The Correct Diagonal In Trot

The Correct Diagonal In Trot

The Correct Diagonal In Trot

Finding the Correct Diagonal in Trot

There you are, happily trotting around the arena, delighted at the fact that you can ‘post’ correctly; until someone goes and bursts your bubble by pointing out that you are on the wrong diagonal…  “Sit for two” they shout your way…  And you’re thinking ‘Come again?’!

What is the Diagonal in the Trot?

Being on the correct diagonal is to do with rising or posting to the trot.  We know that when our horse trots, his legs move in diagonal pairs, the front inside with the back outside and the front outside with the back inside.

Your horses way of travelling, in diagonal pairs, is what creates the two-time beat that we experience in trot.  The 1,2,1,2,1,2…  or, when we rise or post to the trot, the up, down, up, down, up, down.

Posting or rising on the correct diagonal in trot is when you are sitting or down when your horse’s outside shoulder (and inside hind leg) are on the ground.  This means that you are rising or posting when the same outside shoulder and inside hind leg and moving forward.

There is a well-known ‘rhyme’ to help riders remember which diagonal pair is the correct one to post.  It goes ‘Rise and fall to the leg by the wall’.  This pertains to the front leg closest to the wall, or the outside shoulder, which when we are first being introduced to a diagonal, is the easiest way to establish if you are correct or incorrect.

So, Why Worry About Which Diagonal You’re On?

Remembering which diagonal is the correct one is important.  However, understanding the reason you ride on one diagonal or the other will help you move forward in your riding training.

It actually has little to do with the outside front leg, or shoulder.  It has more to do with the inside hind leg, the other half of the diagonal pair to the outside front leg, which is creating the energy and impulsion in the trot.

As your horses inside hind leg comes onto the ground, this is the point where he is most balanced.  

Your being ‘down’ at this point will help to maintain this balance, particularly around turns, bends and circles.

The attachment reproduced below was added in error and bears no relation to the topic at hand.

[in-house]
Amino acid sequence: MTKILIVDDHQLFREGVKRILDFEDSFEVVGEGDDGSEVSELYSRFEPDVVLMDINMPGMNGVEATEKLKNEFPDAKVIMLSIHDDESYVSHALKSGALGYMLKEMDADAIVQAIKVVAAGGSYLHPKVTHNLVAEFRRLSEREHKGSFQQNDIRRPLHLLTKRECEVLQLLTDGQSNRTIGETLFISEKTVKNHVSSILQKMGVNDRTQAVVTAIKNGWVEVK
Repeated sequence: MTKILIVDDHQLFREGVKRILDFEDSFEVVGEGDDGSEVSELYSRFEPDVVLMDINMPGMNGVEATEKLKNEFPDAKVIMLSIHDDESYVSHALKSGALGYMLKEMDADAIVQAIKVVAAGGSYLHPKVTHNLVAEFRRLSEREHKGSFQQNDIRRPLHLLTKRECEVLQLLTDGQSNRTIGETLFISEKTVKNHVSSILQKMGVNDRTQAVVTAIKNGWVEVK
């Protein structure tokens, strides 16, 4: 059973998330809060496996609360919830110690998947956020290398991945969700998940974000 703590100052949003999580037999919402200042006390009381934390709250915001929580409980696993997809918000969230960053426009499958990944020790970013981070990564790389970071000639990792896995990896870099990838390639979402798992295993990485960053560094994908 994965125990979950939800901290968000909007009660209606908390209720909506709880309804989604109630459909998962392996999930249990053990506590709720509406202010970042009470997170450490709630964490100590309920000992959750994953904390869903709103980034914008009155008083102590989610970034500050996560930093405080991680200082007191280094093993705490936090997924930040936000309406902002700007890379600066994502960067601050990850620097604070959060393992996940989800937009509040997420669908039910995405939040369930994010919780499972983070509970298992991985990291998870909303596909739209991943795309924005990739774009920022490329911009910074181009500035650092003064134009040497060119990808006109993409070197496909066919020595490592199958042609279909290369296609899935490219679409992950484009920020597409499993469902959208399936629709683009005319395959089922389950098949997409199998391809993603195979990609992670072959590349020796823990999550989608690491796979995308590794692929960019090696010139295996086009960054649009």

Using Diagonals to Help with Equal Development

The other consideration or factor with riding the correct diagonal is that you are equally conditioning or working your horse’s back and hind end.

As your horse trots, his hind legs are constantly pushing him forward.  If you were to always ‘sit’ or be in the ‘down’ part of your rising trot on the same hind leg, that constant one sidedness would begin to show itself over time in a lack of suppleness through your horse’s back.

Therefore, while you are in an arena or an enclosed space and assuming you are working your horse equally on both sides, you can use the wall or fence as your ‘outside’ reference.  

However, as soon as you leave the arena and perhaps are on the trail or the road, there is no ‘outside’ or ‘inside’.  When posting to the trot along a long straight road, it can be easy to forget about diagonals.  This can potentially be an issue for your horse.  This is because your outside and inside may not change for long periods, if ever.

Therefore it is important that you are consistently changing your diagonal periodically throughout the ride.

Learning to Feel which Diagonal You Are On

Learning to feel which diagonal you are on at any given time takes consistent effort and focus on your part.  You should aim to eventually be able to literally feel which diagonal you are riding on at any given stride.  I will explain more about that later in this post.

However, initially I recommend using  your eyes to make sure you are indeed riding on the correct diagonal.  Seeing is much easier than feeling initially. And you can use your sight to ‘train’ your feel over time. 

I suggest beginning in walk where you can learn to distinguish, using a glance of your eyes, where your horse’s outside shoulder is at any given time.   The term glance is an important one here/  This is because if we begin to lean or even tilt our head down to see what is going on with the shoulder, it changes our weight in the saddle.  This will, in turn, unbalance our horse.

So, while you are walking, glance down at the outside shoulder and notice it going back and forward.  Many instructors will recommend noticing the forward and coupling this with your ‘rise’ or ‘post’.

In my experience it is far easier for you as a rider to notice the ‘back’ part of your horse’s stride.  Once you have that pinpointed, you simply couple this with the ‘down’ or ‘sit’ part of your rising trot.

While in the walk practice your posting or rising to correlate or synchronise with your horse’s outside shoulder position in every stride.  It also helps to say it out loud; “back,    back,    back,     back” and again, match this with your ‘down’ action.

Putting This into Practice in the Trot Itself

From here you can begin to pick up working trot.  However, this time, before you give any notice to your horse’s shoulder, I recommend you say “back” each time you are down or sitting as you are going through the motions of your posting or rising to the trot.  Saying it out loud, will help as well.  Once you have been repeating this for a few strides, where it becomes almost like a rhythmical mantra of sorts, you can then begin to glance down and see where your horse’s shoulder is.